June Gardening

Today winter hit our garden

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Orange Fruit nearly ready to harvest.

As a rule I don’t like to think of our seasons in Australia as aligning with the tradition of Summer, Autumn, Winter and Spring.  However June 2nd, today, is definitely Winter for me! We are on a north facing slope and don’t often get the frosts and chill that occur lower down. Today, however, just as the weather report suggested WE had the isolated frost. Hubby rode to work and vouched for this as the usually frost pockets we are most use to were, in-fact warmer than our patch toady.

So do frosts affect our gardens and plants and are they all bad?  Our winter fruit and veg can tolerate very low temperatures and compared to the northern hemisphere, really, our winters are quite mild.  The citrus trees, which are starting to carry mature fruit, can be killed in extreme frost and snow. Mature trees in our inland climate (not the mountains or high country) will tolerate the frosts  and can sweeten the fruit.  I sprayed the citrus leaves with Seasol on the weekend, the trees can benefit from some “tonic” as the cold soils lock up available nitrogen.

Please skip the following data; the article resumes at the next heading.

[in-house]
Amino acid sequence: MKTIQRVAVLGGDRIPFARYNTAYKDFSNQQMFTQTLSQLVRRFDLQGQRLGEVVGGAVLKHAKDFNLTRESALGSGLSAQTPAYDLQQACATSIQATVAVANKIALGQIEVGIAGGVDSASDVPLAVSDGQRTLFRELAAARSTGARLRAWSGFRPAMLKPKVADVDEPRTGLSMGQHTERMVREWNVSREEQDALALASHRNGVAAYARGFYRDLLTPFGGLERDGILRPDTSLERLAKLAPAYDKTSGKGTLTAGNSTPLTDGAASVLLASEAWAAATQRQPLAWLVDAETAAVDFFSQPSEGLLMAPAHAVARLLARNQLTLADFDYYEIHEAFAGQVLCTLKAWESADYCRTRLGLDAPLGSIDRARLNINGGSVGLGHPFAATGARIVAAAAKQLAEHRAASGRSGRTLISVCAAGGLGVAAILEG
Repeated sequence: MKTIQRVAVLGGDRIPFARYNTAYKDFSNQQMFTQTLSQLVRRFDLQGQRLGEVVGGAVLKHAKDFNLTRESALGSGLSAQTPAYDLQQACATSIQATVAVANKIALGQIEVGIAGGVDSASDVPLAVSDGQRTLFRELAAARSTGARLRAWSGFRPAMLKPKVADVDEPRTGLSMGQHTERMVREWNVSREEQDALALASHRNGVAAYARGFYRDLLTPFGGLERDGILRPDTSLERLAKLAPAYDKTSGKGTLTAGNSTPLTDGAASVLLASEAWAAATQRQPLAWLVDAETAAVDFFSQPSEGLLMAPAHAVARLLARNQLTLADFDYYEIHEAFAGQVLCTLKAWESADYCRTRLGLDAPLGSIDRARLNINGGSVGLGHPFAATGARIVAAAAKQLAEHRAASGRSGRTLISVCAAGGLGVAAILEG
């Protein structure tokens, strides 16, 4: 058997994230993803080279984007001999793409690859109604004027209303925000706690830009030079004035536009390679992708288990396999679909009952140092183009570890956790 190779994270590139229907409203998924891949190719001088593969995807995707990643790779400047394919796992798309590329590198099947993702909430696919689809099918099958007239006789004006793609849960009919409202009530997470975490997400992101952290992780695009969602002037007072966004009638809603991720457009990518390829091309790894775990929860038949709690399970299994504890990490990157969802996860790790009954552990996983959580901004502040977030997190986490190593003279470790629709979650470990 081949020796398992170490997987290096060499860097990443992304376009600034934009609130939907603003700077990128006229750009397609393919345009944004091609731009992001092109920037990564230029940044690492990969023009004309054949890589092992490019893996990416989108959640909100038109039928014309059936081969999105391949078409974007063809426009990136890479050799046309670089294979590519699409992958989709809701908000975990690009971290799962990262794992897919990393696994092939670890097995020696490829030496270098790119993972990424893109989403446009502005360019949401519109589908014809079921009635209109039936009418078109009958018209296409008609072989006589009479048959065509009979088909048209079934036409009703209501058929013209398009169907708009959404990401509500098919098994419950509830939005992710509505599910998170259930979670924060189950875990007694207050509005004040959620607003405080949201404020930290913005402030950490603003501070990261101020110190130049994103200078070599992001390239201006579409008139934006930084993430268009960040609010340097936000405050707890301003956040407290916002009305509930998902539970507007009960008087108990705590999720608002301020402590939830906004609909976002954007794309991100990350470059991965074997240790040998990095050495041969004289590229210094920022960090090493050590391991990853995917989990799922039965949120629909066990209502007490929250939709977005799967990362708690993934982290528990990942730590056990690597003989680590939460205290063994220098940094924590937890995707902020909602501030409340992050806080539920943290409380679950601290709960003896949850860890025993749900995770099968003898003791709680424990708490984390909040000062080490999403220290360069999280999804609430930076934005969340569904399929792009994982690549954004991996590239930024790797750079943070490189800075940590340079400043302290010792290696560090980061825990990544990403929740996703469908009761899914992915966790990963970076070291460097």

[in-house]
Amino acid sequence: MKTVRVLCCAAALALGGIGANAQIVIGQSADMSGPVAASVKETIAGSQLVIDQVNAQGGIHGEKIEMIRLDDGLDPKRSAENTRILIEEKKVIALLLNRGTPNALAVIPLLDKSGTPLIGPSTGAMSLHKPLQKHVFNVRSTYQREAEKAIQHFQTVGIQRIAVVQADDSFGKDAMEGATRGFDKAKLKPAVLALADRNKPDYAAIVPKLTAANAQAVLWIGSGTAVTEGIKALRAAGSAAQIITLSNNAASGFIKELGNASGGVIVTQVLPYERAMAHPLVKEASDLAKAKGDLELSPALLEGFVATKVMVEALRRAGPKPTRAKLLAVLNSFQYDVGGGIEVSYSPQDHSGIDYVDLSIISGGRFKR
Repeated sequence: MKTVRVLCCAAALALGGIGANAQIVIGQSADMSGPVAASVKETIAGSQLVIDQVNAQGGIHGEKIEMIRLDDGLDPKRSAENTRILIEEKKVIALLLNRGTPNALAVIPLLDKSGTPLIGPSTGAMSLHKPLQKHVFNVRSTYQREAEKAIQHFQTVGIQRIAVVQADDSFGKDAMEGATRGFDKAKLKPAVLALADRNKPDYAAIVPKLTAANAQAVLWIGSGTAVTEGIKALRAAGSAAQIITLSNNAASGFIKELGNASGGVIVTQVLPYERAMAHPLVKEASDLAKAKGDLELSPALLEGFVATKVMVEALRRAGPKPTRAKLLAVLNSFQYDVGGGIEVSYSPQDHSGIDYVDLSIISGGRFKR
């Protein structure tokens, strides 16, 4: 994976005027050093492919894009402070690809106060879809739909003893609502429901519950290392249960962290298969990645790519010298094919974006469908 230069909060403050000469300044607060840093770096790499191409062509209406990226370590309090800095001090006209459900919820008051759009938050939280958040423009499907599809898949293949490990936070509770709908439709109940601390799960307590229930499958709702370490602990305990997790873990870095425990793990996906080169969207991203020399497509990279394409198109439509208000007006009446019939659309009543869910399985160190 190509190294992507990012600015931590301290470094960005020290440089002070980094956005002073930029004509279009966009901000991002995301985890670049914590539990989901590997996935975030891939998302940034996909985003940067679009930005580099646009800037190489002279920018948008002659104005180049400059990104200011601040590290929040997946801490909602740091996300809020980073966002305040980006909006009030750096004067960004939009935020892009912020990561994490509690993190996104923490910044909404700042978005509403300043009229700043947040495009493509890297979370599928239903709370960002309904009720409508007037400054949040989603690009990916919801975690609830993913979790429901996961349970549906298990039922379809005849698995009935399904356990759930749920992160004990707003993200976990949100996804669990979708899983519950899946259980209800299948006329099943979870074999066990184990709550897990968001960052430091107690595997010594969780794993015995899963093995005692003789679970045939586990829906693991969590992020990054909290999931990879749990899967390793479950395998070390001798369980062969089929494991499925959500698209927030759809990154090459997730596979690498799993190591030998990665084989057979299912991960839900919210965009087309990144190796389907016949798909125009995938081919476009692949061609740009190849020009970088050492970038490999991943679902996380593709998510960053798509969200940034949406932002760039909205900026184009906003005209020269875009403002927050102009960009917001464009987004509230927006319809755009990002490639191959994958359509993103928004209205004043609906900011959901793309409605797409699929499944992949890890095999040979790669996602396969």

Citrus are heavy feeding fruit trees and very generous fruiters so looking after them pays off.  If you want to plant citrus wait until spring once the soil warms up and frosts have virtually gone.  Nurseries generally don’t stock them until spring anyway. There a numerous varieties available and cultivars that are suitable for pots as well.

The obvious winter vegetables of the cabbage family (broccoli, cauliflower, cabbage, kale and Asian greens) will be producing their edible flowers (that is what we eat!) parts now.

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Broccoli leaf with frost

You could still plant some seedlings for spring eating this month – however I personally think May should be the latest date for planting as the plants don’t grow a lot over the colder months.  They can quickly bolt once warm weather creeps in in August.  Frosts on mature plants shouldn’t damage them – if however you had any exposed potato plants still in the ground they will be burnt very quickly – time to dig the tubers out of the ground!